‘LawTech – Is It Worth The Risk?’ – EY

LawTech – Is It Worth The Risk?

By Matthew Kellet, Partner, EY – UK Law Leader, Financial Services

The rise of AI, robotics and other technologies makes headlines daily and the legal sector is not immune from becoming part of the story. LawTech, as it’s now known, is seen as a panacea by some, though far from all.

Matthew Kellet, Partner, EY – UK Law Leader, Financial Services

The argument in favour of LawTech is well rehearsed: reduced cost, increased efficiency and accuracy and the ability to work 24/7. The potential is undoubtedly huge. But these technologies are in their infancy, relatively speaking, so, like everything in life, LawTech doesn’t come without risk. In fact, it carries serious business risks.

There are obvious basic commercial risks such as investing in the ‘wrong’ technology: for those of you old enough, think Betamax v VHS – the best isn’t always the most widely adopted. Then there are the deeper issues related to the ethics of new technologies and how that plays into conduct risk, particularly where new technologies are deployed to interact directly with customers, such as so-called Automatic Decision Making.

Just give me something that you know works!

Around 15-20 years ago, when in-house teams started using the internet widely, the refrain was ‘Just give me a search engine that works’. Only one search engine did – right out of the box. No other search engine came close for usability and it quickly became the global standard. No prizes for guessing the name!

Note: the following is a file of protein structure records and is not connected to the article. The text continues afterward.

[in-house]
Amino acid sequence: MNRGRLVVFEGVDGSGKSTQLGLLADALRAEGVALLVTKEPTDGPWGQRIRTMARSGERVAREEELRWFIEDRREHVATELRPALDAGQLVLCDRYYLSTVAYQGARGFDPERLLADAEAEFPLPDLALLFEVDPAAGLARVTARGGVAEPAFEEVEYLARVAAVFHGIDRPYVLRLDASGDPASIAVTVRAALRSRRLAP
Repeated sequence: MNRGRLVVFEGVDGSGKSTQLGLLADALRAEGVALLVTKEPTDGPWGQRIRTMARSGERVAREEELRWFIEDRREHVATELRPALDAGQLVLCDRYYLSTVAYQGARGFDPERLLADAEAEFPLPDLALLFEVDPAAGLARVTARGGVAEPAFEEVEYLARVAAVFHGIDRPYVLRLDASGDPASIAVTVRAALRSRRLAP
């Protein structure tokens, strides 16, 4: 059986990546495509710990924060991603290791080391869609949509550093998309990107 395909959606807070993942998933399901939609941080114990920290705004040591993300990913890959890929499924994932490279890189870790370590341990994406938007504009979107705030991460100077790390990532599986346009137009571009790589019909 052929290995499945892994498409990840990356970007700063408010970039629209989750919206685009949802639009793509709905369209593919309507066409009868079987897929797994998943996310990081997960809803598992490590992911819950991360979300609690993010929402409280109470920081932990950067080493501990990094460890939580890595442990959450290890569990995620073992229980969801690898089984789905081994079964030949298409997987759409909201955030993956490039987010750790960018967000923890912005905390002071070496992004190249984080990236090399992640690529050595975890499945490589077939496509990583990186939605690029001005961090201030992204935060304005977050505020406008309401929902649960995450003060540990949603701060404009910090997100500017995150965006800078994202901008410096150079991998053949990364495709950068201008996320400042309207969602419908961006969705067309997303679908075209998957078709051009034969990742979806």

Fast forward to today and GCs are deluged by vendors of LawTech, all claiming that their use of technology differentiates them from the competition. Against this backdrop, and without proper due diligence and testing, picking the right technology can prove a lottery.

GCs still want LawTech that they know in advance does the job but, with the current limited interaction between in-house teams and technology developers, LawTech that works straight out of the box is rare.

The risks of picking the ‘wrong’ LawTech include:

  • Damage to credibility
  • Cost/wasted opportunity
  • Non-compliance with future LawTech industry standards
  • Rapid obsolescence
  • Incompatibility with other systems and IT support
  • Inaccuracy/rapid repetition of errors
  • Loss of control of ethical decision-making

It has become axiomatic that you can’t develop successfully without experiencing failure. So, today’s mantra is ‘fail fast’! But put that in the context of most commercial organisations (where resources and internal capital are precious) and it’s not so simple – there’s credibility on the line.

Given that we are likely to see the development of common standards for LawTech in future (to allow broad acceptance of it and its outputs by courts, regulators and the market), buying software now risks non-compliance down the line, adding to the inherent risk of rapid obsolescence.

In the commercial legal world, accuracy is everything (though of course humans regularly make mistakes). With the rise of software that can ‘read’ contracts and other legal documents, what level of accuracy is high enough for us to rely on the outputs? Is it 70%, 95% or 100%?